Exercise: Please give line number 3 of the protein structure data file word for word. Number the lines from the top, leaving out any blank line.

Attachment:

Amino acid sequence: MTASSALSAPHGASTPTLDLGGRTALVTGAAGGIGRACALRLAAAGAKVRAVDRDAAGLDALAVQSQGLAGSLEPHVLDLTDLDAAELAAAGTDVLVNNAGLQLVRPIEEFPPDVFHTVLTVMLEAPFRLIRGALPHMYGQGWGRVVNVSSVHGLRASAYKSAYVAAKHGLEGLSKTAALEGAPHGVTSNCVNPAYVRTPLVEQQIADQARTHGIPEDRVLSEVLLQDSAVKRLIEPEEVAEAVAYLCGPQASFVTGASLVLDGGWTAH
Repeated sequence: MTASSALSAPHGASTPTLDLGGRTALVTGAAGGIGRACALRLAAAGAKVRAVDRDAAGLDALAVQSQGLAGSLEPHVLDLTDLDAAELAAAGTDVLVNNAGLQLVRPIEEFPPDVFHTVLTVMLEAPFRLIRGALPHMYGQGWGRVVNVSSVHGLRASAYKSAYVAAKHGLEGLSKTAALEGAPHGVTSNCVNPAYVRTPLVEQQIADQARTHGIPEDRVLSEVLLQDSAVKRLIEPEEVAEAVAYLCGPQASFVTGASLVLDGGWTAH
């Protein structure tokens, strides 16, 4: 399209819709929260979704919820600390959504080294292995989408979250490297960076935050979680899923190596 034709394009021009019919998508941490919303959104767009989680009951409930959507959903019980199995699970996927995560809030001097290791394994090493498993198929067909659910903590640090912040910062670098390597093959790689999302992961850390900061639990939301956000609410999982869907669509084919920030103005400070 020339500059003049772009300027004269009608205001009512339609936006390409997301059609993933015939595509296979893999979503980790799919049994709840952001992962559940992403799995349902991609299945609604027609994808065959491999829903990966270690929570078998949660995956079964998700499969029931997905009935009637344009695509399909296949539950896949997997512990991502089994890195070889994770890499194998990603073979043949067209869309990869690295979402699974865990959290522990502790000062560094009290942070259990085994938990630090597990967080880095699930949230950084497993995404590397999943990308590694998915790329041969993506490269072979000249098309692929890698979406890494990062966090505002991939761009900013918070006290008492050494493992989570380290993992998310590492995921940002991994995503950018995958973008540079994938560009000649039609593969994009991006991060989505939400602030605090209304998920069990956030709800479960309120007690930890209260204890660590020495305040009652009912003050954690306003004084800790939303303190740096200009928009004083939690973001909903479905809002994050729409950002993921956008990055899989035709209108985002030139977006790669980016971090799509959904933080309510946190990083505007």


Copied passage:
């Protein structure tokens, strides 16, 4: 399209819709929260979704919820600390959504080294292995989408979250490297960076935050979680899923190596 034709394009021009019919998508941490919303959104767009989680009951409930959507959903019980199995699970996927995560809030001097290791394994090493498993198929067909659910903590640090912040910062670098390597093959790689999302992961850390900061639990939301956000609410999982869907669509084919920030103005400070 020339500059003049772009300027004269009608205001009512339609936006390409997301059609993933015939595509296979893999979503980790799919049994709840952001992962559940992403799995349902991609299945609604027609994808065959491999829903990966270690929570078998949660995956079964998700499969029931997905009935009637344009695509399909296949539950896949997997512990991502089994890195070889994770890499194998990603073979043949067209869309990869690295979402699974865990959290522990502790000062560094009290942070259990085994938990630090597990967080880095699930949230950084497993995404590397999943990308590694998915790329041969993506490269072979000249098309692929890698979406890494990062966090505002991939761009900013918070006290008492050494493992989570380290993992998310590492995921940002991994995503950018995958973008540079994938560009000649039609593969994009991006991060989505939400602030605090209304998920069990956030709800479960309120007690930890209260204890660590020495305040009652009912003050954690306003004084800790939303303190740096200009928009004083939690973001909903479905809002994050729409950002993921956008990055899989035709209108985002030139977006790669980016971090799509959904933080309510946190990083505007």